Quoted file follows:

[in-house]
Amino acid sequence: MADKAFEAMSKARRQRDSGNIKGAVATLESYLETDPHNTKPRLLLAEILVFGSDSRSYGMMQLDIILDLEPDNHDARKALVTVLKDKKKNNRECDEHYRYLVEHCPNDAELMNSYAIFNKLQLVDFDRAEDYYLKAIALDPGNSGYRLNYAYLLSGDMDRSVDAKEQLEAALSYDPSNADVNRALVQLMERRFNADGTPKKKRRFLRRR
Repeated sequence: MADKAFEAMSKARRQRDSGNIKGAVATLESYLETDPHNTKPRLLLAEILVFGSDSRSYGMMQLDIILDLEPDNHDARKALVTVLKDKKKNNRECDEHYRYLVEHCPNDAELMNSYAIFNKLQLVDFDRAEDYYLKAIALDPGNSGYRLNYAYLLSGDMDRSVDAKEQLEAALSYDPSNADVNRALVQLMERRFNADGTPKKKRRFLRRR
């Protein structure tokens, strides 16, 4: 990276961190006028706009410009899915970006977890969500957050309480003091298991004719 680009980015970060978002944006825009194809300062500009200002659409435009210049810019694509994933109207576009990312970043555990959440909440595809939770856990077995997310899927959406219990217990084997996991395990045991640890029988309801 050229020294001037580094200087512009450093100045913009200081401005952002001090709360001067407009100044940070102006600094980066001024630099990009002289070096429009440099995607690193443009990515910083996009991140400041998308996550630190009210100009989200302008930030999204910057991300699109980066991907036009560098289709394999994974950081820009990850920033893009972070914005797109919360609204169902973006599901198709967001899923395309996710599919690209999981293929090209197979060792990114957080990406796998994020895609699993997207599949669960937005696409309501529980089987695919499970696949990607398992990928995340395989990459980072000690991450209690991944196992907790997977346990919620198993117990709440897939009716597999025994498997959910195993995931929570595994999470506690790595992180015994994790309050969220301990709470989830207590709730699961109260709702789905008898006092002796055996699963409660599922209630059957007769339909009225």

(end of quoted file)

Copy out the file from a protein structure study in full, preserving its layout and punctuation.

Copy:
[in-house]
Amino acid sequence: MADKAFEAMSKARRQRDSGNIKGAVATLESYLETDPHNTKPRLLLAEILVFGSDSRSYGMMQLDIILDLEPDNHDARKALVTVLKDKKKNNRECDEHYRYLVEHCPNDAELMNSYAIFNKLQLVDFDRAEDYYLKAIALDPGNSGYRLNYAYLLSGDMDRSVDAKEQLEAALSYDPSNADVNRALVQLMERRFNADGTPKKKRRFLRRR
Repeated sequence: MADKAFEAMSKARRQRDSGNIKGAVATLESYLETDPHNTKPRLLLAEILVFGSDSRSYGMMQLDIILDLEPDNHDARKALVTVLKDKKKNNRECDEHYRYLVEHCPNDAELMNSYAIFNKLQLVDFDRAEDYYLKAIALDPGNSGYRLNYAYLLSGDMDRSVDAKEQLEAALSYDPSNADVNRALVQLMERRFNADGTPKKKRRFLRRR
């Protein structure tokens, strides 16, 4: 990276961190006028706009410009899915970006977890969500957050309480003091298991004719 680009980015970060978002944006825009194809300062500009200002659409435009210049810019694509994933109207576009990312970043555990959440909440595809939770856990077995997310899927959406219990217990084997996991395990045991640890029988309801 050229020294001037580094200087512009450093100045913009200081401005952002001090709360001067407009100044940070102006600094980066001024630099990009002289070096429009440099995607690193443009990515910083996009991140400041998308996550630190009210100009989200302008930030999204910057991300699109980066991907036009560098289709394999994974950081820009990850920033893009972070914005797109919360609204169902973006599901198709967001899923395309996710599919690209999981293929090209197979060792990114957080990406796998994020895609699993997207599949669960937005696409309501529980089987695919499970696949990607398992990928995340395989990459980072000690991450209690991944196992907790997977346990919620198993117990709440897939009716597999025994498997959910195993995931929570595994999470506690790595992180015994994790309050969220301990709470989830207590709730699961109260709702789905008898006092002796055996699963409660599922209630059957007769339909009225």